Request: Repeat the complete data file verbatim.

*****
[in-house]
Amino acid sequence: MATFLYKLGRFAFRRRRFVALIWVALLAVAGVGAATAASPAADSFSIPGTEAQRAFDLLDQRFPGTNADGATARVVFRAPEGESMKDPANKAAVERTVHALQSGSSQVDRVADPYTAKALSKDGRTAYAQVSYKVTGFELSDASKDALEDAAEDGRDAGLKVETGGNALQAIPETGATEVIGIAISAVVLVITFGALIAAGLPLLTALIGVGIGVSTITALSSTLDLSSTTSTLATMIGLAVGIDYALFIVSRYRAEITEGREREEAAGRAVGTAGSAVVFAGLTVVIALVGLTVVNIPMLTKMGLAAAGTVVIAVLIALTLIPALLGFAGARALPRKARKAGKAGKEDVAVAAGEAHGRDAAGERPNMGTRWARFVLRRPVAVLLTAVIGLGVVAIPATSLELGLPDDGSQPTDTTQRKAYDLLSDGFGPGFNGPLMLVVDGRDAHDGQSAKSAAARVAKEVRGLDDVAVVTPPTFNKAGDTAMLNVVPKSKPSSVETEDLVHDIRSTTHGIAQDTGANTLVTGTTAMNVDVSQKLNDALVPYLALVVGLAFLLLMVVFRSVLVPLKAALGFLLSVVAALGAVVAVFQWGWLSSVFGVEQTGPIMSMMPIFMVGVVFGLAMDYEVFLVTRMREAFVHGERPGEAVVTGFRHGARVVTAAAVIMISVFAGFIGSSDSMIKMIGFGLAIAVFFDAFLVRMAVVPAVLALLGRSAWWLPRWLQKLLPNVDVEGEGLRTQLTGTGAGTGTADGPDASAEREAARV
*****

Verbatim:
[in-house]
Amino acid sequence: MATFLYKLGRFAFRRRRFVALIWVALLAVAGVGAATAASPAADSFSIPGTEAQRAFDLLDQRFPGTNADGATARVVFRAPEGESMKDPANKAAVERTVHALQSGSSQVDRVADPYTAKALSKDGRTAYAQVSYKVTGFELSDASKDALEDAAEDGRDAGLKVETGGNALQAIPETGATEVIGIAISAVVLVITFGALIAAGLPLLTALIGVGIGVSTITALSSTLDLSSTTSTLATMIGLAVGIDYALFIVSRYRAEITEGREREEAAGRAVGTAGSAVVFAGLTVVIALVGLTVVNIPMLTKMGLAAAGTVVIAVLIALTLIPALLGFAGARALPRKARKAGKAGKEDVAVAAGEAHGRDAAGERPNMGTRWARFVLRRPVAVLLTAVIGLGVVAIPATSLELGLPDDGSQPTDTTQRKAYDLLSDGFGPGFNGPLMLVVDGRDAHDGQSAKSAAARVAKEVRGLDDVAVVTPPTFNKAGDTAMLNVVPKSKPSSVETEDLVHDIRSTTHGIAQDTGANTLVTGTTAMNVDVSQKLNDALVPYLALVVGLAFLLLMVVFRSVLVPLKAALGFLLSVVAALGAVVAVFQWGWLSSVFGVEQTGPIMSMMPIFMVGVVFGLAMDYEVFLVTRMREAFVHGERPGEAVVTGFRHGARVVTAAAVIMISVFAGFIGSSDSMIKMIGFGLAIAVFFDAFLVRMAVVPAVLALLGRSAWWLPRWLQKLLPNVDVEGEGLRTQLTGTGAGTGTADGPDASAEREAARV